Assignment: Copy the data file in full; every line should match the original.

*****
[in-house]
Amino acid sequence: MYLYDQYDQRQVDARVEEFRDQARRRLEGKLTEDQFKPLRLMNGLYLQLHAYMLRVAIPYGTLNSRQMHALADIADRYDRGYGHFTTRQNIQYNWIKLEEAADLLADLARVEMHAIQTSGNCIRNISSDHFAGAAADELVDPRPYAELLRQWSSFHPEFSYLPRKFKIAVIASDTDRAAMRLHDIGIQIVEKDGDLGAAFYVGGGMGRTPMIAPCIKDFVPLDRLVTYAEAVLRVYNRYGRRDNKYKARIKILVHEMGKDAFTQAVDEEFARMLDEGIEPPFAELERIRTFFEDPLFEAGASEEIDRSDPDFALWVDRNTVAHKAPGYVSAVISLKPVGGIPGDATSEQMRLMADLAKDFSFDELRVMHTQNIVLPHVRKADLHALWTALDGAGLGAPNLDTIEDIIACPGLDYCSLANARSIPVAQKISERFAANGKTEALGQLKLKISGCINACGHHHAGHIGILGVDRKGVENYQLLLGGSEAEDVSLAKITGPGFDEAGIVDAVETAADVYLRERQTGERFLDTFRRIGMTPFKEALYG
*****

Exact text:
[in-house]
Amino acid sequence: MYLYDQYDQRQVDARVEEFRDQARRRLEGKLTEDQFKPLRLMNGLYLQLHAYMLRVAIPYGTLNSRQMHALADIADRYDRGYGHFTTRQNIQYNWIKLEEAADLLADLARVEMHAIQTSGNCIRNISSDHFAGAAADELVDPRPYAELLRQWSSFHPEFSYLPRKFKIAVIASDTDRAAMRLHDIGIQIVEKDGDLGAAFYVGGGMGRTPMIAPCIKDFVPLDRLVTYAEAVLRVYNRYGRRDNKYKARIKILVHEMGKDAFTQAVDEEFARMLDEGIEPPFAELERIRTFFEDPLFEAGASEEIDRSDPDFALWVDRNTVAHKAPGYVSAVISLKPVGGIPGDATSEQMRLMADLAKDFSFDELRVMHTQNIVLPHVRKADLHALWTALDGAGLGAPNLDTIEDIIACPGLDYCSLANARSIPVAQKISERFAANGKTEALGQLKLKISGCINACGHHHAGHIGILGVDRKGVENYQLLLGGSEAEDVSLAKITGPGFDEAGIVDAVETAADVYLRERQTGERFLDTFRRIGMTPFKEALYG